By Julie Etra

Although this is a truly American concoction created in 1886 by John Pemberton, and was the first soft drink in space (1985) it may surprise some readers that Mexico has surpassed the United States in consumption since 2010. It now has the dubious distinction of the highest per capita consumption in the world with Mexicans consuming a yearly average of 675 8-oz servings per person. That’s 168.75 gallons per year for every man, woman, and child.

Soft drinks are hugely popular in Mexico, which has about 250 bottling plants and 15.5 billion dollars in sales. However this increased consumption of soft drinks along with processed food has also led to a huge increase in the rates of obesity, especially childhood obesity, and of diabetes. ‘Mexico has the highest rate of diabetes in the world, more than 11%. The total number of patients diagnosed with diabetes has risen seven fold since 1990. Diabetes is now the leading cause of death and costs the country more than $300 million annually, one-third of the public health care budget’.

That said U.S. Coca-Cola and Mexican Coca-Cola are not equals. Mexican CocaCola uses cane sugar for sweetening while high fructose or corn syrup is used in the U.S. due to the U.S. government subsidies of corn production. The U.S. switched to fructose nearly 30 years ago. Even Andy Warhol was wrong when he famously said: “A Coke is a Coke and no amount of money can get you a better Coke than the one the bum on the corner is drinking. All the Cokes are the same and all the Cokes are good. Liz Taylor knows it, the president knows it, the bum knows it and you know it.” There is an actual market in the U.S. for Mexican coke mostly from Mexican living there, and a Mexican Coke Facebook page with more than 10,000 fans. The Huffington Post actually conducted its own test with a team of 20 editors. Eighty-fivepercent of the tasters could tell the difference between regular Coke and Mexican Coke and 80 percent preferred Mexican Coke to regular Coke.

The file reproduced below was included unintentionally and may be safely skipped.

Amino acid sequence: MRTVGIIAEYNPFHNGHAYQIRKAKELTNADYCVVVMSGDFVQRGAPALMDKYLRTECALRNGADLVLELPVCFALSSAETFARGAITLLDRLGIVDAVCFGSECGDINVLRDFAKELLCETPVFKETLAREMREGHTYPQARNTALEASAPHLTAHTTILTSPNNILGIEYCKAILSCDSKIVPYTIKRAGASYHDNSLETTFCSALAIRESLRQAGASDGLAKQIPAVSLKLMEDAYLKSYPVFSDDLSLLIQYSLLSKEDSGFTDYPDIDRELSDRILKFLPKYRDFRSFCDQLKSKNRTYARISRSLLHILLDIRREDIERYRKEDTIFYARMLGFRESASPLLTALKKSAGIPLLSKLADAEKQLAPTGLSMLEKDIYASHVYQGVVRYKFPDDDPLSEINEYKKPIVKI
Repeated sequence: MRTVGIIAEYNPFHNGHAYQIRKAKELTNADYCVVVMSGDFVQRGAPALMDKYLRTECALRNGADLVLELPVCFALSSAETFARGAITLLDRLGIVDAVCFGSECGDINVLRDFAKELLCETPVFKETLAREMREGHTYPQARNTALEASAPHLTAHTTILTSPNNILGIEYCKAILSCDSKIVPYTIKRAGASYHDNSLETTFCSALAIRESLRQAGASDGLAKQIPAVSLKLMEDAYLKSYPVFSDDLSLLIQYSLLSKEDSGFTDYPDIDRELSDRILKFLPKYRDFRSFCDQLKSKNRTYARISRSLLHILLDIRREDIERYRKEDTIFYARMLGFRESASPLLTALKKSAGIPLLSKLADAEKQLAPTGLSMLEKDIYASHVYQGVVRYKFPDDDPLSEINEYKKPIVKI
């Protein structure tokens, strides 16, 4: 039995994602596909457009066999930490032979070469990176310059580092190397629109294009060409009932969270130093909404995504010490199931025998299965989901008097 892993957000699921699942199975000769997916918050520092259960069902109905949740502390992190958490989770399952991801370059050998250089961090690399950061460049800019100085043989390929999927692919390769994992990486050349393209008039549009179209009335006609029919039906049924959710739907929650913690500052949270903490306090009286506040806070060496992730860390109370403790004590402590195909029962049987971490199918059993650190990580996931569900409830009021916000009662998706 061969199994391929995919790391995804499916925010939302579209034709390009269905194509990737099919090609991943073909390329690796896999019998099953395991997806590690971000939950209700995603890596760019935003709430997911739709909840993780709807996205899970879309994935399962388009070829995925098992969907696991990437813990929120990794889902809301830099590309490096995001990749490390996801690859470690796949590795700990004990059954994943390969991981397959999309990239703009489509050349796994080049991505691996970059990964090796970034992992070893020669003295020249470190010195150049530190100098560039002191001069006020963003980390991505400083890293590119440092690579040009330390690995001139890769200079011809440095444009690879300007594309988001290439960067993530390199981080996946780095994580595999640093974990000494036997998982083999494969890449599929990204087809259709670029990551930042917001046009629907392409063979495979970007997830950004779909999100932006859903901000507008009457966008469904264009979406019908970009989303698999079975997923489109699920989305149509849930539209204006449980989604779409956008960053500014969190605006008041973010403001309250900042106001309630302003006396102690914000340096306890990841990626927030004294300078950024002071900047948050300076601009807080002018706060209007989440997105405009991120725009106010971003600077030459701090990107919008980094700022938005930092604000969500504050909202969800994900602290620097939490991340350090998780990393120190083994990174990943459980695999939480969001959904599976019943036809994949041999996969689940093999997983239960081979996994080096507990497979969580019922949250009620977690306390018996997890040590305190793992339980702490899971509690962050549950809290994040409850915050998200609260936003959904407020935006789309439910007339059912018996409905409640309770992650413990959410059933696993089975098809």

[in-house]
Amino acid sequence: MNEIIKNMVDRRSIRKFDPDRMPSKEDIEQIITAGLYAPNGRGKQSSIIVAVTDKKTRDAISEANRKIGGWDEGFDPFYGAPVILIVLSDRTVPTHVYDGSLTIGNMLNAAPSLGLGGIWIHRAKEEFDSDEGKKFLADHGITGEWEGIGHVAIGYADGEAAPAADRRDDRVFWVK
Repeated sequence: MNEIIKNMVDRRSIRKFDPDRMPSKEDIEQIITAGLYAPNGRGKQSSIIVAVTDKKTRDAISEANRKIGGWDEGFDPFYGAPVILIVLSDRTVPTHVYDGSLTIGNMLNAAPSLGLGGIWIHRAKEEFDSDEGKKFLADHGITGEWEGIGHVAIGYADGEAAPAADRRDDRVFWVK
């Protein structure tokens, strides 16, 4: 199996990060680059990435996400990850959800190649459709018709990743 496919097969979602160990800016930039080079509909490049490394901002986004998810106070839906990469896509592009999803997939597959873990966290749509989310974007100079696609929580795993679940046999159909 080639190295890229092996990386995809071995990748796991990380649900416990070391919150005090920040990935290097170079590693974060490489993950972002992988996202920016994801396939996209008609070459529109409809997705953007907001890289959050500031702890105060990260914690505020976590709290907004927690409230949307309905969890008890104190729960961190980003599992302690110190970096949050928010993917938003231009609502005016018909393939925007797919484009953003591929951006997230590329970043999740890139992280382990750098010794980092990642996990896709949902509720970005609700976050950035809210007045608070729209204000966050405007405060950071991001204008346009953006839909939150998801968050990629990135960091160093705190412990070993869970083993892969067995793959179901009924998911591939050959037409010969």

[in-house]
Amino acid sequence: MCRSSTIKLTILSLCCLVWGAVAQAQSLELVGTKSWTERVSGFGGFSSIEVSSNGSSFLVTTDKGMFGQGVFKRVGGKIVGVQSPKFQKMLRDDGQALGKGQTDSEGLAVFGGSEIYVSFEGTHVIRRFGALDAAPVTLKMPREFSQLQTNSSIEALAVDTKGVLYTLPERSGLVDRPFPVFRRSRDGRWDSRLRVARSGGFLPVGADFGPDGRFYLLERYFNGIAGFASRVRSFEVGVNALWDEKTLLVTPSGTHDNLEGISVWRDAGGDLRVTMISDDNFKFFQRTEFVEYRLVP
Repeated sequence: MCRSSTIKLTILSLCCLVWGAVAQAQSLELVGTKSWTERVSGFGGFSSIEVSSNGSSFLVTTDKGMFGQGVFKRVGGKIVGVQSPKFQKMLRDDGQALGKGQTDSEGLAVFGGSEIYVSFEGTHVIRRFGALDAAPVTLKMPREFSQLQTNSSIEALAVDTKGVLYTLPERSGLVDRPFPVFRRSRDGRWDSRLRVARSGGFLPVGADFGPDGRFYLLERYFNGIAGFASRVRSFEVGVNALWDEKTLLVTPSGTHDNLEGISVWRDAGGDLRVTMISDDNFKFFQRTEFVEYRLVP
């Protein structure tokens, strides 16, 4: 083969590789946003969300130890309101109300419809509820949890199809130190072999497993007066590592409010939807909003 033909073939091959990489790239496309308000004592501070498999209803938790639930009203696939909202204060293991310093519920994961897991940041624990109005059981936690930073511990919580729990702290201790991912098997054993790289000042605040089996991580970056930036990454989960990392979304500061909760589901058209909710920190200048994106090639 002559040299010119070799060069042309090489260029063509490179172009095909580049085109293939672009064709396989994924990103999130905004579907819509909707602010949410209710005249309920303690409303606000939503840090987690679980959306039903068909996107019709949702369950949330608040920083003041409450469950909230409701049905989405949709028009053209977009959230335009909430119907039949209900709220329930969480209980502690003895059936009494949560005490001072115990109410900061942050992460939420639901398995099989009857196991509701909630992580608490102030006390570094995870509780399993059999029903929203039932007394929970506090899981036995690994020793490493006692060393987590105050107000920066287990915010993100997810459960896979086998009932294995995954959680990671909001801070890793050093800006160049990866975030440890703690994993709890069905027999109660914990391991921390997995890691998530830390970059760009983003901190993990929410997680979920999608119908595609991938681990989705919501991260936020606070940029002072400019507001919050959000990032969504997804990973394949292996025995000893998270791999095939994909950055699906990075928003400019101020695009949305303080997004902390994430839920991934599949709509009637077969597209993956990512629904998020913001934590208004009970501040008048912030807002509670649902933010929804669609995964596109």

In 2009 Michael Blanding, author of The Coke Machine: The Dirty Truth Behind the World’s Favorite Soft Drink, discovered that Mexican Coke had lowered their mix to 70 percent local sugar versus 30 percent high-fructose corn syrup. The current drought in the U.S. has had a huge impact on corn production (fortunately ethanol production has slowed as well). We wonder if the price of U.S. Coca-Cola will rise due to reduction in fructose production. But if you want sugar in your coke look for the “No Retornable” “Refresco”, and “ Hecho en Mexico” phrases on 12-ounce bottles. You can even buy it on line from Amazon. And Mexican coke at Costco USA as well as American coke at some Mexican Costco stores. No kidding.

The Global Dump Soda Campaign aims to reduce consumption of high-calorie carbonated colas and other unhealthy beverages in primary and secondary schools as part of an international effort to improve children’s health and diet.